IRVING, Texas — When Ahmed Mohamed went to his high school in Irving, Texas, Monday, he was so excited. A teenager with dreams of becoming an engineer, he wanted to show his teacher the digital clock he’d made from a pencil case.
“They arrested me and they told me that I committed the crime of a hoax bomb, a fake bomb,” the freshman later explained to WFAA after authorities released him.
Irving Police spokesman Officer James McLellan told the station, “We attempted to question the juvenile about what it was and he would simply only tell us that it was a clock.”
The teenager did that because, well, it was a clock, he said.
Outrage over the incident — with many saying the student was profiled because he’s Muslim — spread on social media as #IStandWithAhmed started trending worldwide on Twitter with more than 100,000 tweets Tuesday morning. The school’s Facebook page is roiling with sharp criticism of the way the teen was treated, and the hashtag #engineersforahmed is gaining popularity.
“I think this wouldn’t even be a question if his name wasn’t Ahmed Mohamed,” said Alia Salem of the Council on American-Islamic Relations. “He is an excited kid who is very bright and wants to share it with his teachers.”
Many criticized the school on Facebook.
Kevin McKinney posted, “How did a bunch of complete idiots end up accidentally running a school? Were you all yanked out of a zoo and given paychecks? Learning centers are for teaching…not for ruining innocent people’s lives with your racism and pathetic stupidity!…”This kid is destined to be something great if the dimwits of Irving don’t ruin him first.”
Mocking Irving Schools’ motto, Bill Cain wrote: “‘Where children come first’…to jail in handcuffs. Way to go, Irving.”
Chance Williams posted, “Ahmed Mohamed deserves a public apology from you, the school administrators, police, and teachers involved in his arrest. I hope he sues, and the school district has to pay for his college education.”
CNN has reached out to the police department for a response but has not yet heard back.
McLellan told the Dallas Morning News that Ahmed insisted the device was a clock, and that police have no reason to think it was dangerous and “no information that he claimed it was a bomb.”
Still, police wanted “a broader explanation” from the teen, McLellan said.
Texas law stipulates that a person who commits a hoax bomb offense is one who “knowingly manufactures, sells, purchases, transports, or possesses a hoax bomb with intent to use” it or intentionally causes alarm or reaction.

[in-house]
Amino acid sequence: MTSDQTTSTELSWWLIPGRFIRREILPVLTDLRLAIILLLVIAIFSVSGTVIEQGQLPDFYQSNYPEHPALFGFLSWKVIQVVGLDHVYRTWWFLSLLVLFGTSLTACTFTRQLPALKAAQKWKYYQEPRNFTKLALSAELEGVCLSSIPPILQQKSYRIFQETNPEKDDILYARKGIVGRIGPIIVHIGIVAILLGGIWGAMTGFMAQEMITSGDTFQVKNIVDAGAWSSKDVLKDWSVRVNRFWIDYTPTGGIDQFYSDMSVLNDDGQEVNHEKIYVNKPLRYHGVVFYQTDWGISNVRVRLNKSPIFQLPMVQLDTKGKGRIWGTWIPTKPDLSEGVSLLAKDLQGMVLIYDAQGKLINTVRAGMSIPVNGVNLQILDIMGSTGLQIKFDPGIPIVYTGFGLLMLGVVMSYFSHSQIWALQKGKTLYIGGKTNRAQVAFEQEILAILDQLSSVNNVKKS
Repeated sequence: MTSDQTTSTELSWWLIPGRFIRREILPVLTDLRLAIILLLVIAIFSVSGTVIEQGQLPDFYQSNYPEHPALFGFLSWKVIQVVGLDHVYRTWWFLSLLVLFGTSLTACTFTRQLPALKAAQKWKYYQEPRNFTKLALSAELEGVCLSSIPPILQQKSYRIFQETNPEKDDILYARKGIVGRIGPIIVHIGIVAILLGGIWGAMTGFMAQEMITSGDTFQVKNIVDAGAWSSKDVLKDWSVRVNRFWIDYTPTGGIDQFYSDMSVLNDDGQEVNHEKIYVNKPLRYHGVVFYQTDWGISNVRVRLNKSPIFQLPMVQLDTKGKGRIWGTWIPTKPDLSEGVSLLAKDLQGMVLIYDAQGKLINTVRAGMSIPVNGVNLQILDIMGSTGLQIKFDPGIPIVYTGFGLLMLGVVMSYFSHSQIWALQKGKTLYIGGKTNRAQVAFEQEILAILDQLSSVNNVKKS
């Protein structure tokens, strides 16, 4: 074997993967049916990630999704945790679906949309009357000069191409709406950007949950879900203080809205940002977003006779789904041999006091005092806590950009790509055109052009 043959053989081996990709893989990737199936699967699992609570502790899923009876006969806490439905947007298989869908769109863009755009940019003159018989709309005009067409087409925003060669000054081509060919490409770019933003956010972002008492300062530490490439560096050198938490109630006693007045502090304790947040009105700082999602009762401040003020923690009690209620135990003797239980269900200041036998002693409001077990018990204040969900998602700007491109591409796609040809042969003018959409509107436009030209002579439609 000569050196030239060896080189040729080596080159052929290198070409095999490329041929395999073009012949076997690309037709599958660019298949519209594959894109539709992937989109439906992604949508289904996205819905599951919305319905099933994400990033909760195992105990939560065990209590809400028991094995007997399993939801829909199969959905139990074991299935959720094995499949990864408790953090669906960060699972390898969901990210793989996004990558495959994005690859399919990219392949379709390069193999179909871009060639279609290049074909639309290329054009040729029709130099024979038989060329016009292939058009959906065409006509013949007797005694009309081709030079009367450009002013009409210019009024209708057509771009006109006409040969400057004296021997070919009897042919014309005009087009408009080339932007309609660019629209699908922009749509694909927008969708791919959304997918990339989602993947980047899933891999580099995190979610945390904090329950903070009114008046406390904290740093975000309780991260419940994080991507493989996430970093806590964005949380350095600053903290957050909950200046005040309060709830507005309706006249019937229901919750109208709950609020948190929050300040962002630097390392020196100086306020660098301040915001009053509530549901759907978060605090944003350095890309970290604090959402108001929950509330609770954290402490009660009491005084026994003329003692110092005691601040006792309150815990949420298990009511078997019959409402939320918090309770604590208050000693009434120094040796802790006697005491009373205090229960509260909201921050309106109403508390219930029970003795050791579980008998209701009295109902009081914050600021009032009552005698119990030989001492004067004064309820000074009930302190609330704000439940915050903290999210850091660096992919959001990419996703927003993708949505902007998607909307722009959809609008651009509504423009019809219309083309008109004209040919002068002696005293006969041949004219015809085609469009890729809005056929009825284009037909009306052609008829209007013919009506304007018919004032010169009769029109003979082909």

MacArthur High School provided a statement to CNN in which it said it was cooperating with authorities and said privacy laws prohibited it from sharing details about student discipline. “We can assure everyone that school administrators are handling the situation in accordance with the Irving ISD Student Code of Conduct and applicable laws.”
It was an English teacher who got spooked and reported Ahmed to the principal, according to WFAA.
“We always ask our students and staff to immediately report if they observe any suspicious items and/or suspicious behavior,” the school’s statement reads. “If something is out of the ordinary, the information should be reported immediately to a school administrator and/or the police so it can be addressed right away. We will always take necessary precautions to protect our students and keep our school community as safe as possible.”
The clock is now in an evidence room at the Irving Police Department, the newspaper reported.
A reporter spoke with the boy in his bedroom, which is full of equipment that allows him to tinker and create.
“Here in high school, none of the teachers know what I can do,” Ahmed told the paper while he soldered metal and played around with a cable.
A middle school robotics club member, the teen has won awards for his inventions.
He recalled showing one teacher the clock and her telling him that she thought it was “nice” but he shouldn’t show other instructors, according to the paper. The teen put the clock in his bookbag but an alarm beeped in the middle of 6th period and Ahmed showed the teacher what he had, the newspaper reported.
“She was like, it looks like a bomb,” he said.
“I told her, ‘It doesn’t look like a bomb to me.'”
When Ahmed was called out of class, he said he was brought into a room with four police officers, one of whom said, “Yup. That’s who I thought it was.”
Ahmed told the Dallas Morning News that he felt aware of what he looked like and his name as the officers fired questions at him.
He recalled that one officer said to him, “So you tried to make a bomb?”
He disputed that and kept telling them he’d created a clock.
Ahmed hasn’t returned to school. His family told the newspaper that the principal suspended him for three days.
Meanwhile, the teen’s defenders continue to slam the school and police.
“I really hope you guys are absolutely ashamed for possibly ruining the ingenuity of one bright kid who made a CLOCK for crying out loud. What kind of education does your professors have?” David Velez wrote on the school’s Facebook page. “It sounds like they are the ones that need to be going back to school!”
“Shame on your school and its administration for arresting Ahmed Mohamed,” wrote Jillian York. “Way to stifle a kid’s creativity and energy. I hope you’re all replaced with compassionate, non-racist, administrators and teachers.”